- The Spread of Dual Enrollment
- Quick Takes: Call to Restore 'Public Good' in Medical Education, Harvard Seeks Low-Income Students From Britain, Access to Environmental Research, Gains for 'Dual Enrollment' Students, Gender Gap in Canada, Is Sex Trade Financing Tuition in France?
- Quick Takes: Governors Praise Rules Clarification, Checklist for Cross-Border Programs, Anger Over Georgetown Appointment, Division at Lake County, Adjunct Union at Marymount Manhattan, Deer and Lawyers on the Attack
- The Power of the System
- Quick Takes: Voters Approve Bonds for Arizona State, Illinois Editor Ousted, Study Criticizes Merit Program, Articles Retracted From Chem Journal, Wyoming Calls Off Smoke-Free Forum, Report on Dual Enrollment, Another HEA Extension, Dean Bites Man?
- $10,000 degree push has led to innovation in pricing but not cost control
- Fighting Fraud -- or Impairing Access?
- The Benefits of Dual Enrollment
Dual Degree for a Different High School Population
"Dual enrollment" programs -- in which high school students take college courses while they are still in high school, sometimes taught at the high school and at other times at colleges -- have traditionally been thought of as a way to provide extra enrichment for the most talented students, those who are clearly college-bound.
But a report released Thursday argues that there is another population that stands to benefit from these programs: students who are at risk of not going to college at all. In fact, the report argues that such programs are already having notable successes, and that dual enrollment can be designed to benefit both groups of students.
"Dual enrollment programs have the potential to result in substantial benefits for high school students and their families, particularly for those who may not appear college bound," says the report, "On Ramp to College," which was released by the group Jobs for the Future. "The promise of free of low-cost college credit, combined with the opportunity to compress the time needed to earn a degree, can motivate young people to perform well enough to become eligible."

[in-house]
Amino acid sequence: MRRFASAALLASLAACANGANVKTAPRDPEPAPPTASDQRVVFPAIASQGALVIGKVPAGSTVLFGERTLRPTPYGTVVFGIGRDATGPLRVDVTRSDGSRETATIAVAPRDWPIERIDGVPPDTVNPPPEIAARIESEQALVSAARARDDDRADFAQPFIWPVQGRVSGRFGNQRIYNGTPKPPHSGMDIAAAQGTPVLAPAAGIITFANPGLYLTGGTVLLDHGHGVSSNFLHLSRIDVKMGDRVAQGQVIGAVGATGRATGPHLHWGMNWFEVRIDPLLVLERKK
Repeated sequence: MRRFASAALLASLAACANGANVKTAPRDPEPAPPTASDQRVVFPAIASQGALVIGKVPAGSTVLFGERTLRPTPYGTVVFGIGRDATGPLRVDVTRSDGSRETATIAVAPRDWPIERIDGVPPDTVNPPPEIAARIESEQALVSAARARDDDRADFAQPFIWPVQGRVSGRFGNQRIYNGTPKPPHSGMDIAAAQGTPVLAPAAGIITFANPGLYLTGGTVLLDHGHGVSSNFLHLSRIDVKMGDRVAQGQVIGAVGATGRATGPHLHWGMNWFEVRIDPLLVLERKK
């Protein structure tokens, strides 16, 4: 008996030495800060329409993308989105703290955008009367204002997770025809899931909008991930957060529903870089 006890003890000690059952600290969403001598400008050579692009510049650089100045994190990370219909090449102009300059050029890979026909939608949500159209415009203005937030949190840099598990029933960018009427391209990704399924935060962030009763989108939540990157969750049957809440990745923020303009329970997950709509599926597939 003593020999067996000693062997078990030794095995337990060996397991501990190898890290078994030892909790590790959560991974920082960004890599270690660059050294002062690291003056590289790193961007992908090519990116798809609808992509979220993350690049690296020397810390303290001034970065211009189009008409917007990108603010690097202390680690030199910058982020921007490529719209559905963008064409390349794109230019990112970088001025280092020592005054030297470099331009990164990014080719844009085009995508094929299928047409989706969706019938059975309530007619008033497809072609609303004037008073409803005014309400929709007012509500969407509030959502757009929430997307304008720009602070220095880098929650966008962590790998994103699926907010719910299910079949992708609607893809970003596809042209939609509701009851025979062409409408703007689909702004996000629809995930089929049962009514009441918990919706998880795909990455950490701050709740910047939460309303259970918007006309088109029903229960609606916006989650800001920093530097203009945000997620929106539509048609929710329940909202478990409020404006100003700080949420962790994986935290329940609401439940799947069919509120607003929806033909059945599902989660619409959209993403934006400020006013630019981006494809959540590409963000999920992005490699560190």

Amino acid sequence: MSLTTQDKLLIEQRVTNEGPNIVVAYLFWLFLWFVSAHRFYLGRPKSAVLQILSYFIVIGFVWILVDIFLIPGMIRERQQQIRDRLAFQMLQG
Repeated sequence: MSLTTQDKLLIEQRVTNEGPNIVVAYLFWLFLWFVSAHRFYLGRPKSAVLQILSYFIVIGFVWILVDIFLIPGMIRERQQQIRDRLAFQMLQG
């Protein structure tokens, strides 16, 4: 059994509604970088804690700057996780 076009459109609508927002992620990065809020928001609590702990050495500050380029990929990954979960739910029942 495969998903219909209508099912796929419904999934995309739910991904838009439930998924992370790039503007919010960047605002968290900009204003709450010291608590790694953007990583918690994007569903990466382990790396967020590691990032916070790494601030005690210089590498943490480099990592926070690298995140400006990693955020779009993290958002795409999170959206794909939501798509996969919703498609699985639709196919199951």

In addition, the report suggests that such dual enrollment programs may have a better chance at motivating disadvantaged students than do Advanced Placement programs, which rely for credit on "a single, high-stakes test" of the sort that may be intimidating to many students.
While results of some programs that encourage dual enrollment for such students are positive, the report notes that such options are least likely to be available in high schools with high populations of disadvantaged or minority students. As a result, the report urges states to adopt an "equity agenda" that would not only assure the quality of dual enrollment programs (an important goal for those that serve the highly achieving students too) but would also make sure that all students who could benefit have the option of doing so.
The City University of New York's College Now program was cited as an example of the sort of effort that should be widespread. College Now gives students at participating public high schools in New York City the chance to take credit courses and college prep courses at various CUNY campuses.
Matthew Goldstein, CUNY's chancellor, said in a press briefing Thursday that the program is a "poster child" for the dual enrollment concept. In the last seven years, he said, more than 180,000 students have participated, and more than 35,000 have subsequently matriculated in the CUNY system. Many of those students might not otherwise have enrolled or might not otherwise have passed placement tests for college-level work.
What College Now shows, Goldstein said, was that "it is possible to provide high quality opportunities" and then to "scale up" such programs.
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